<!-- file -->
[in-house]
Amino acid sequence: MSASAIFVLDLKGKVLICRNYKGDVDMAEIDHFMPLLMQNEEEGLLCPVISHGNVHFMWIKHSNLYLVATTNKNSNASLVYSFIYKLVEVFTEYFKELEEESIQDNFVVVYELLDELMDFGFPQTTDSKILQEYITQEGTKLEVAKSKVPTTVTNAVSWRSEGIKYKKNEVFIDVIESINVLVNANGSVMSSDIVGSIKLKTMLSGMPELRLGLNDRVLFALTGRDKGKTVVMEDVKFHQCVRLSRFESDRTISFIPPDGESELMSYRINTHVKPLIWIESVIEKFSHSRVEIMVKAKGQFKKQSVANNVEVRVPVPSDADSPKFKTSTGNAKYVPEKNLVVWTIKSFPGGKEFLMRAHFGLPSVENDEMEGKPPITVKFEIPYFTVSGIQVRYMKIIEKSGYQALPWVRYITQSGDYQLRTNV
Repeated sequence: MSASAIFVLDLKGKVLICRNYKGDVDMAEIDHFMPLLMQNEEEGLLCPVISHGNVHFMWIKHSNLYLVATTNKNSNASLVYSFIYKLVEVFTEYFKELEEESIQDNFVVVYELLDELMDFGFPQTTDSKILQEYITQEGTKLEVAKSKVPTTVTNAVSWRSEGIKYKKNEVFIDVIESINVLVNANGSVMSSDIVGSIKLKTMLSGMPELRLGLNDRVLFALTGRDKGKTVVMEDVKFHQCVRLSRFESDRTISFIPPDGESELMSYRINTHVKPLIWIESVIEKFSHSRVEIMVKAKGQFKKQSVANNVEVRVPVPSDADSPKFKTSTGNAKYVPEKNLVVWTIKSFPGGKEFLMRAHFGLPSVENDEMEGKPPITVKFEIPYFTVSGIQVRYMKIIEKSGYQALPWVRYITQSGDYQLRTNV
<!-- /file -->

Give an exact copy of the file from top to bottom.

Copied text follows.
[in-house]
Amino acid sequence: MSASAIFVLDLKGKVLICRNYKGDVDMAEIDHFMPLLMQNEEEGLLCPVISHGNVHFMWIKHSNLYLVATTNKNSNASLVYSFIYKLVEVFTEYFKELEEESIQDNFVVVYELLDELMDFGFPQTTDSKILQEYITQEGTKLEVAKSKVPTTVTNAVSWRSEGIKYKKNEVFIDVIESINVLVNANGSVMSSDIVGSIKLKTMLSGMPELRLGLNDRVLFALTGRDKGKTVVMEDVKFHQCVRLSRFESDRTISFIPPDGESELMSYRINTHVKPLIWIESVIEKFSHSRVEIMVKAKGQFKKQSVANNVEVRVPVPSDADSPKFKTSTGNAKYVPEKNLVVWTIKSFPGGKEFLMRAHFGLPSVENDEMEGKPPITVKFEIPYFTVSGIQVRYMKIIEKSGYQALPWVRYITQSGDYQLRTNV
Repeated sequence: MSASAIFVLDLKGKVLICRNYKGDVDMAEIDHFMPLLMQNEEEGLLCPVISHGNVHFMWIKHSNLYLVATTNKNSNASLVYSFIYKLVEVFTEYFKELEEESIQDNFVVVYELLDELMDFGFPQTTDSKILQEYITQEGTKLEVAKSKVPTTVTNAVSWRSEGIKYKKNEVFIDVIESINVLVNANGSVMSSDIVGSIKLKTMLSGMPELRLGLNDRVLFALTGRDKGKTVVMEDVKFHQCVRLSRFESDRTISFIPPDGESELMSYRINTHVKPLIWIESVIEKFSHSRVEIMVKAKGQFKKQSVANNVEVRVPVPSDADSPKFKTSTGNAKYVPEKNLVVWTIKSFPGGKEFLMRAHFGLPSVENDEMEGKPPITVKFEIPYFTVSGIQVRYMKIIEKSGYQALPWVRYITQSGDYQLRTNV